Hub nonprofit brings health care to needy, underserved
Kathryn Hall | 6/5/2009, 7:15 a.m.
For many Bostonians in need of health services, gaining access to care can become more difficult in the bitter cold of winter. It can be even more challenging for those who live on the margins of our society — the homeless, the addicted, the disabled and others whose conditions may require special attention.
These are the folks that Douglas Brooks and his colleagues at JRI Health seek out.
Brooks is the vice president of health services for JRI Health, a division of the nonprofit Justice Resource Institute. For more than three decades, the parent organization has partnered with Massachusetts governmental and social agencies to offer human services to a variety of historically underserved and at-risk populations.
The advent of HIV/AIDS led the institute to create JRI Health in 1991 as a means of expanding its focus to more complex public health issues. Today, under Brooks’ leadership, JRI Health is still targeting those in greatest need, working with a mandate “to figure out a way to serve the folks that can’t get served elsewhere.”
“We have developed a model of care over time that we believe really works,” said Brooks, also the executive director of JRI Health’s Sidney Borum Jr. Health Center on Boylston Street.
In its first year, JRI Health opened River Street Community, which provides housing in Mattapan for people living with HIV — many of whom are also living with other disabilities, addiction or mental illness. Three years later, the organization established the Borum health center, which provides a full range of primary care, mental health and substance abuse counseling, HIV counseling and testing, and risk reduction to young people between the ages of 13 and 29.
Today, JRI Health’s services have expanded to include the Boston GLASS Community Center, a drop-in support center for gay, lesbian, bisexual, transgender and questioning youth; peer support services for people living with HIV; and the Center for Training and Professional Development, which offers training and technical assistance for other organizations doing grassroots work in the community, including the Women of Color AIDS Council and the Louis D. Brown Peace Institute, both based in Dorchester.
According to Brooks, the broad array of services evolved from JRI Health’s unique approach to health care, an approach to delivering services he describes as “less rigid” than some other providers.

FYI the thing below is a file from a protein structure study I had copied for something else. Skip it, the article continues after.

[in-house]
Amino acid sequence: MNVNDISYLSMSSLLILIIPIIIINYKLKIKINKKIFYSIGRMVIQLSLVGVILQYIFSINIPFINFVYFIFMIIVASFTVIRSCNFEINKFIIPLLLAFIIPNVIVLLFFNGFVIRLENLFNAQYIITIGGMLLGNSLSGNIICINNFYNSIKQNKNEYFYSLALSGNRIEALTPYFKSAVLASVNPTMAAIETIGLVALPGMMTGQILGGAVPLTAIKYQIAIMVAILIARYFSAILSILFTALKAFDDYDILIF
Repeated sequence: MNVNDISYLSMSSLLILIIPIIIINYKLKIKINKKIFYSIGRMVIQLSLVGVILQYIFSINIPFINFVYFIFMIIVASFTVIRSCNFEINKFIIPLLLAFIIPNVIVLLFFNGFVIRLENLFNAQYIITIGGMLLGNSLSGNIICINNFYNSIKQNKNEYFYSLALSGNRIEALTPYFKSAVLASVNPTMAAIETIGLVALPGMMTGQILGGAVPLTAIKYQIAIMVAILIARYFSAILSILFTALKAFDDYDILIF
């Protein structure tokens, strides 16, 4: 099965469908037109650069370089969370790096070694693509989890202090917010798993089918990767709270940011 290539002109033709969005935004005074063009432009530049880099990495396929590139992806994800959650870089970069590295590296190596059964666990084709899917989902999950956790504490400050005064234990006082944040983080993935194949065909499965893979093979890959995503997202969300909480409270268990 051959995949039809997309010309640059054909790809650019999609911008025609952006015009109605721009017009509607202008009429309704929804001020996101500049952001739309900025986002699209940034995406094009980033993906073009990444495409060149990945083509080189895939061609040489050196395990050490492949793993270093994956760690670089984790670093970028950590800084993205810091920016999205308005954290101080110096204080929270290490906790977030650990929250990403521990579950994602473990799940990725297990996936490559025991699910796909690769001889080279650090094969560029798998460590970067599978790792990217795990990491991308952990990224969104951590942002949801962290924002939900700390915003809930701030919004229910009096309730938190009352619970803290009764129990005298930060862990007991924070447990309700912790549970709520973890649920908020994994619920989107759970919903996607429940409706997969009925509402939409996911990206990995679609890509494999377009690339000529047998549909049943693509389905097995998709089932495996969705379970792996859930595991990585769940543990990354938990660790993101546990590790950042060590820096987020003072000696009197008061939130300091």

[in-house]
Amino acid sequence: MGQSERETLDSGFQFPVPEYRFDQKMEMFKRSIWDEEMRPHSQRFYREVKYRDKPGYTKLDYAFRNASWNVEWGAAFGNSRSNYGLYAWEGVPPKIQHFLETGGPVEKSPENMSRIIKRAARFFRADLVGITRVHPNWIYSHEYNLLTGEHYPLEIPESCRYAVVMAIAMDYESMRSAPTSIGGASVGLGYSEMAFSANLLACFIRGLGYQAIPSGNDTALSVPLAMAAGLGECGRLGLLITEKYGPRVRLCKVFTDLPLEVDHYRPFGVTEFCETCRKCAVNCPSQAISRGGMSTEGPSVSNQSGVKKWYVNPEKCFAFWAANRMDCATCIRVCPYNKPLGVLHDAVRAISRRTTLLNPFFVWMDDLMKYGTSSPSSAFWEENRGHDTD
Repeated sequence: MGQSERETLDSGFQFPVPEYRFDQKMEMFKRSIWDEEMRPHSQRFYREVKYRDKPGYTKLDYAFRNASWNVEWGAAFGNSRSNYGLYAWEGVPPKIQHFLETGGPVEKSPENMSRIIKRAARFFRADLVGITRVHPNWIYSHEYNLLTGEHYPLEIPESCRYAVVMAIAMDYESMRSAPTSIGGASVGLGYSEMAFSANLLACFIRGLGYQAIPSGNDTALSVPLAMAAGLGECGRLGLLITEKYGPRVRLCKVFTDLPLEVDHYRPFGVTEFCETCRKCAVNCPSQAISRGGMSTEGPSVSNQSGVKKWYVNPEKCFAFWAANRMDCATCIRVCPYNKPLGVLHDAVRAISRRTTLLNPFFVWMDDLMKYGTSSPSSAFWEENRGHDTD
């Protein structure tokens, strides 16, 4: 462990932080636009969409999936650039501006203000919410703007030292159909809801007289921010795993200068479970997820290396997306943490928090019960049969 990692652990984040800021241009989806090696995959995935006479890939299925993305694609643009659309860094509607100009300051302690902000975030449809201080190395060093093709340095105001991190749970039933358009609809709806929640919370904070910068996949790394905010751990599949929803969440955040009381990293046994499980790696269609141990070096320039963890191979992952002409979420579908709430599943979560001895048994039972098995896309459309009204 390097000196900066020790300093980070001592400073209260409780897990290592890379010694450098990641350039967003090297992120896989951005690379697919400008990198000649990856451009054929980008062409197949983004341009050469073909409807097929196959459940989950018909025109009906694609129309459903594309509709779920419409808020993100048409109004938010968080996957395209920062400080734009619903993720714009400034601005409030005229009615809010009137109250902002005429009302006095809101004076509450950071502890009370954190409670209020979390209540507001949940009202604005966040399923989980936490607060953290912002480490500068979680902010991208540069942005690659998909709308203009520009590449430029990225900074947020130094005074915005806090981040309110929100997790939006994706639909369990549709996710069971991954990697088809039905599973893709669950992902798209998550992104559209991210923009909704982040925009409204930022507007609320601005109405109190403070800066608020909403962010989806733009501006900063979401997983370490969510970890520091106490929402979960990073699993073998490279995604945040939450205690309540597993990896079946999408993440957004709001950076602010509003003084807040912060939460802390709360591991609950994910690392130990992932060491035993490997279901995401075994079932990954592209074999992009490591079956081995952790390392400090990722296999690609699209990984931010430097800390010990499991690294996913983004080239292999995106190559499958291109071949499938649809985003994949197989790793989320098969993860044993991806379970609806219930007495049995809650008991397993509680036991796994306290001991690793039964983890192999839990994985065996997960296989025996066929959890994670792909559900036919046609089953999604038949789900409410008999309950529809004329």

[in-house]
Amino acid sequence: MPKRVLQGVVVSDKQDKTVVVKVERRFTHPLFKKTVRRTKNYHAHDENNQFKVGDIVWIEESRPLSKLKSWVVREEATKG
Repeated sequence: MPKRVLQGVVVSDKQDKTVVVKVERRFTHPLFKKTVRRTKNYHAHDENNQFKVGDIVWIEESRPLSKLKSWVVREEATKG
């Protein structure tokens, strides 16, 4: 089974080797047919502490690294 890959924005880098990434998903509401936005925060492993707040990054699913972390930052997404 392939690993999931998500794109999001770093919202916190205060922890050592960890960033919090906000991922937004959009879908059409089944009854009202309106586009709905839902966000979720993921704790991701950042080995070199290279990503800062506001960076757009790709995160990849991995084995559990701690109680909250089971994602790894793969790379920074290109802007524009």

“For instance, at the Borum we have open access. People can come in and get an appointment on the same day,” said Brooks. “If they come in late for their appointment we don’t kick them out. If they come in using [drugs] or if they are high, the only thing we require is that they not be disruptive or harmful; they can’t cause harm to themselves or to others. We’ll see them.”
Two recent grants, totaling $200,000 in funding, offer a strong endorsement of the agency’s effectiveness.
The two grants — one from the state Department of Public Health’s HIV/AIDS Bureau, the other from biopharmaceutical company Gilead Sciences Inc. — are intended to support efforts to develop education and leadership among African American men in response to the alarming and growing rate of HIV/AIDS infection. According to the Centers for Disease Control and Prevention, people of color represent only 12 percent of the population of the United States, but account for a staggering 50 percent of all new HIV/AIDS infections.
Brooks said that JRI Health is working toward making inroads into local African American male social networks and forums, with the intention to begin a dialogue about HIV/AIDS, the risk factors associated with the disease, and the importance of testing.
In a time when communities of color are falling silent prey to the ravages of HIV/AIDS, homelessness and other afflictions, it is heartening to know that there are places where those on the margins can receive care.
“JRI Health is an invaluable resource and consistently a committed partner in helping us reach those who are most vulnerable in the city of Boston,” said Dr. Nancy Norman, medical director for the Boston Public Health Commission.